Israeli plan to weaken Egypt
By Hassan Tahsin
Arab News - 20 January 2003
Many people believe that the Camp David accords ended the confrontation
between Egypt and Israel forever. The reality of the situation though is
that the war is continuing but in the form of a Cold War between the US
and then Soviet Union.
Egypt viewed the peace treaty as a civilized way of ending military
confrontation and for the return of Egyptian land occupied by Israel
without the need for any more bloodshed.
On the other hand, Israel views the treaty as an effective means of
marginalizing Egypt’s role in the Arab-Israeli conflict. The treaty also
gives Israel the right to impose a geographical siege of Egypt by
influencing the political systems of the African countries especially
those that lie in the Great Lakes area. This would eventually enable
Israel to control the sources of the Nile River and to pressure Egypt
into delivering water from the Nile to Israel through the Suez Canal.
However Egypt’s considerable political weight and history has dashed the
first hope. But Israel, by taking advantage of political turmoil and
border conflicts between African nations has managed to infiltrate some
African countries and besiege Egypt from the south.
History shows the Zionist ideology was never averse to using Africa and
its natural wealth aside from the idea of blockading the Arab countries,
especially Sudan, Egypt and Libya, from the south. Egypt is considered
the principal enemy of the Jewish state.
The general view is that Israeli ambitions began in the 1950s, but the
Zionist greed was there even before the establishment of the Jewish state
on occupied Palestinian land.
In 1893 four years before the first Zionist Conference in Basel,
Switzerland, Theodore Hertzel, the father of Zionism, wrote: “In view of
the history of the Jews in various parts of the earth and of the blacks
in Africa, we can observe a number of shared experiences, especially as
it relates to the hardships both have suffered throughout history which
means that the two may share some common interests.”
No one stopped to ponder the deeper meaning of what Hertzel said. Two
years later leaders of the Zionist movement suggested that Uganda be the
national home of the Jews. Britain, Uganda’s colonial master at the time,
refused. Was this refusal solely based on Great Britain’s wish not to
surrender one of its colonies? Or where there other reasons?
The events that followed showed that there were other more important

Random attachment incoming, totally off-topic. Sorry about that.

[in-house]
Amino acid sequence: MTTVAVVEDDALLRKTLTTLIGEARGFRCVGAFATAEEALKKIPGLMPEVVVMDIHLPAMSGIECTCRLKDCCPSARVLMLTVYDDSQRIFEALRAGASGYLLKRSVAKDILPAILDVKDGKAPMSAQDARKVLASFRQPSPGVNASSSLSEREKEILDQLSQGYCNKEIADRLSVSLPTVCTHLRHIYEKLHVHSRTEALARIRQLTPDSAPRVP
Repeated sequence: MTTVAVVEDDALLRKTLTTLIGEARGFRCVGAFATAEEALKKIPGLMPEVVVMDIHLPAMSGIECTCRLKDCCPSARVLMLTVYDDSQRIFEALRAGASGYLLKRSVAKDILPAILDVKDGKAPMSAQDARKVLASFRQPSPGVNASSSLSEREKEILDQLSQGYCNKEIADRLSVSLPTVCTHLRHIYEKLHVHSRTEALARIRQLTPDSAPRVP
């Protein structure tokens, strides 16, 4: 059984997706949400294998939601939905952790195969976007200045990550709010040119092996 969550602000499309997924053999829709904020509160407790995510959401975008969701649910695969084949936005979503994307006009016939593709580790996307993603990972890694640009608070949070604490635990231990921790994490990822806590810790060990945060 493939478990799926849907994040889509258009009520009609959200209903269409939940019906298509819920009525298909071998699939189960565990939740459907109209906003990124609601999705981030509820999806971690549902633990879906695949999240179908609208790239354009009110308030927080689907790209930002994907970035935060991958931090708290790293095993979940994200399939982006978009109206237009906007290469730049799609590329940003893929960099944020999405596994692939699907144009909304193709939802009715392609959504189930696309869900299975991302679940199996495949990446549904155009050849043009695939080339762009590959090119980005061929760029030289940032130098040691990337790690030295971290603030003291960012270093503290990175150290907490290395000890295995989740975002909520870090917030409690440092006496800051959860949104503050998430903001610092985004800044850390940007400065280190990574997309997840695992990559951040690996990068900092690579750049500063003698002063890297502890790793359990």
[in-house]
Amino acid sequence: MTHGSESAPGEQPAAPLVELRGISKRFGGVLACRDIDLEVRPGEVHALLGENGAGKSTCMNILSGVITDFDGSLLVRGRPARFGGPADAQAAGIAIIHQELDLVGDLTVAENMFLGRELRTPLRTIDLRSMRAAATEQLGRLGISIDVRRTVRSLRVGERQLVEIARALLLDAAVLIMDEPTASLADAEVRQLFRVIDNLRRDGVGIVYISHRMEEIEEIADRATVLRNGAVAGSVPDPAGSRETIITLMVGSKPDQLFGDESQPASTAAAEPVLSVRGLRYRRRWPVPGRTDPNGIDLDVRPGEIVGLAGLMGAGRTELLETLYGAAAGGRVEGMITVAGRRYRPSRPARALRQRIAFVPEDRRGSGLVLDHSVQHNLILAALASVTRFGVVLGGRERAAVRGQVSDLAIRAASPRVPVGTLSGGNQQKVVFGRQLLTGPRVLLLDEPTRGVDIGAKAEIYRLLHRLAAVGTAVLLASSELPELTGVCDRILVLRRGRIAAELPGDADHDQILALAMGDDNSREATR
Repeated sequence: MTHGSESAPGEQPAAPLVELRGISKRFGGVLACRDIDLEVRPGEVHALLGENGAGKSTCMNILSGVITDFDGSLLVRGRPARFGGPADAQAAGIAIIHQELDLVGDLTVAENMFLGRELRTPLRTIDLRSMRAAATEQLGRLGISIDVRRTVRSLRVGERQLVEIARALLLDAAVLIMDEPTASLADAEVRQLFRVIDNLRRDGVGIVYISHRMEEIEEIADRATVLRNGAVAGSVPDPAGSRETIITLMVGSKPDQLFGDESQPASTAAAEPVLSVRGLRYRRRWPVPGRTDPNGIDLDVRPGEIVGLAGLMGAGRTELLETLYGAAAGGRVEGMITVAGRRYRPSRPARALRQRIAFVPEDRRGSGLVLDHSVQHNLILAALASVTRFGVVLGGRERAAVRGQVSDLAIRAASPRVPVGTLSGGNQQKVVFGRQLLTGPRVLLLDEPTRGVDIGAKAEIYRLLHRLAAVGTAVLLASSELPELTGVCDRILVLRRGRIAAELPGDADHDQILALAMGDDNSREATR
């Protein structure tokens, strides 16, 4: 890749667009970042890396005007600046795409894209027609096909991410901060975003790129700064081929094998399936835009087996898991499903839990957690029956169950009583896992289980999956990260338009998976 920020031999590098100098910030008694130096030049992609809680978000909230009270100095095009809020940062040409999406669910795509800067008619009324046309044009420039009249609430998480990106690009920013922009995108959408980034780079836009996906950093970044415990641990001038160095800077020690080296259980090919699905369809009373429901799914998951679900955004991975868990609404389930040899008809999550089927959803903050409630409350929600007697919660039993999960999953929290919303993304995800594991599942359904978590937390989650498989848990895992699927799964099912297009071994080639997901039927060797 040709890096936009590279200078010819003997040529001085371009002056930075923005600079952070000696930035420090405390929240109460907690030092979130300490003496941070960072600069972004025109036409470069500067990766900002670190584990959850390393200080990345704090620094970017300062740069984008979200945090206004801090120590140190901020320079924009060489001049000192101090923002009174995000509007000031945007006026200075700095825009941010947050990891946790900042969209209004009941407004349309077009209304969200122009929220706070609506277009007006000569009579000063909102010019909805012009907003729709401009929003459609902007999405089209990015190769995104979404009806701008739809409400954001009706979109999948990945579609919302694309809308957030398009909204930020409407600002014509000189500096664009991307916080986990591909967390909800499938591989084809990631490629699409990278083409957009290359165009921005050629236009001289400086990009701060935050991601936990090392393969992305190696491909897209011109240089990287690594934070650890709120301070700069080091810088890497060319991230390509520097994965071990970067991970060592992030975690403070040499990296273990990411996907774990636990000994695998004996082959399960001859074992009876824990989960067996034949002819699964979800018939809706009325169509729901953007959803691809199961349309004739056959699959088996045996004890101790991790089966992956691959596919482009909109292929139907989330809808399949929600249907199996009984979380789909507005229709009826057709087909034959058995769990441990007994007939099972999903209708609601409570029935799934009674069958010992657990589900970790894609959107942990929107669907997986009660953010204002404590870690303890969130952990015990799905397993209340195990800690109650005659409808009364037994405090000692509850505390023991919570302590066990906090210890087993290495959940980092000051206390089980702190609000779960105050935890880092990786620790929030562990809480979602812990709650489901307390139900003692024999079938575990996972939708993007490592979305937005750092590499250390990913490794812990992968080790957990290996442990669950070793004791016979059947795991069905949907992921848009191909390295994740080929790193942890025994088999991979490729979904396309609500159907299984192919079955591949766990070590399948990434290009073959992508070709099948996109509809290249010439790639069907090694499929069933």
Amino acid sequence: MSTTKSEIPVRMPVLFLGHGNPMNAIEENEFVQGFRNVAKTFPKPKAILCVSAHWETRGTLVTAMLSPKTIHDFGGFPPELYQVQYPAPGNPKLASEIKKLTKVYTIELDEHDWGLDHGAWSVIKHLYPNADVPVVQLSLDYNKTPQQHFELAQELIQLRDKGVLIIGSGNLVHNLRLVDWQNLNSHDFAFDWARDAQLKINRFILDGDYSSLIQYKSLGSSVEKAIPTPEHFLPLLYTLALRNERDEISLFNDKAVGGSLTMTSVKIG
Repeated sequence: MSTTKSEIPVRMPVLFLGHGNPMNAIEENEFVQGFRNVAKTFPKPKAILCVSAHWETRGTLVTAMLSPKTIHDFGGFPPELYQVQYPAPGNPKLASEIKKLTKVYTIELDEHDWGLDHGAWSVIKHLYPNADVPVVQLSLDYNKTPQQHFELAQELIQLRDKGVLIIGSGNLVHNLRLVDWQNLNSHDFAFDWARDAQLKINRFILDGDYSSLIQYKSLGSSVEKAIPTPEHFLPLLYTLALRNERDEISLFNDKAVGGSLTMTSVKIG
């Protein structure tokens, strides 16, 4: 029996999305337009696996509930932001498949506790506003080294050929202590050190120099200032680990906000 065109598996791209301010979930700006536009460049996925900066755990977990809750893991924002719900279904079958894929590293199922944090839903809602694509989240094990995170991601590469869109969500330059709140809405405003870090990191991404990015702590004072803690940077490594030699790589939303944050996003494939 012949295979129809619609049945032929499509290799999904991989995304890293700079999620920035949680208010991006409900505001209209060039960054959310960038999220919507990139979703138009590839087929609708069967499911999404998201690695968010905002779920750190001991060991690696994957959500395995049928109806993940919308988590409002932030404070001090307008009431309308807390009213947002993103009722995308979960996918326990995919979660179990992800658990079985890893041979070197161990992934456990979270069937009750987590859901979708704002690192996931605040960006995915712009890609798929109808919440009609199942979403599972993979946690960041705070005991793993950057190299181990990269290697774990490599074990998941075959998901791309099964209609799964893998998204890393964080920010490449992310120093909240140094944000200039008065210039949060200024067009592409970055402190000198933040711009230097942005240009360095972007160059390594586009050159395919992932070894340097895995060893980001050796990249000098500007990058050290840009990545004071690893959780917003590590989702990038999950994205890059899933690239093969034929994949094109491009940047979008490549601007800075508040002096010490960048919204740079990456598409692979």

reasons. Britain, which ruled the world at that time, saw that it was
important to place a political roadblock between the Arab countries in
the Middle East, especially between Egypt on the one hand and Lebanon,
Syria and Jordan on the other. History had taught them that Egypt’s power
always spreads to the east uniting with those countries and that Egypt’s
power is what prevented the European Crusaders from retaining Palestine.
So they chose the Jews, known for their deep enmity toward Islam and
This was the first stage of the blockade of Egypt; after handing over
Palestine to the Zionists, UK supported this new entity until it became a
powerful roadblock between Egypt and the Arab Middle East. France also
contributed its support followed by the United States which further
entrenched this Zionist entity. Once this was done, Israel undertook the
second part in the blockade of Egypt by infiltrating Africa. Israel went
straight into the heart of Africa in slow consecutive steps beginning in
the fifties and reaching a peak in the end of the seventies of the last
Israel set up cooperation agreements with twenty African countries,
especially in the military field. Israel also had a long history of
relations with South Africa when that country was a European colony going
as far as collaborating in the nuclear field. It also courted Ethiopia
paving the way for the transfer of Falasha Jews from Ethiopia to Israel
as well as water projects in order to gain control of three of the Nile’s
most important tributaries.
In the last few years Israel has sought to use its friendship with
Eritrea to establish military bases on some of the islands at the
southern entrance to the Red Sea.
The ultimate aim is to tighten its siege on the source of the Nile River
and further weaken Egypt. This as well as the plans to create friction
between Egypt and African states and divide Sudan all form part of an
Israeli and American plan to break up the Arab countries to ensure
Israel’s hegemony in the region.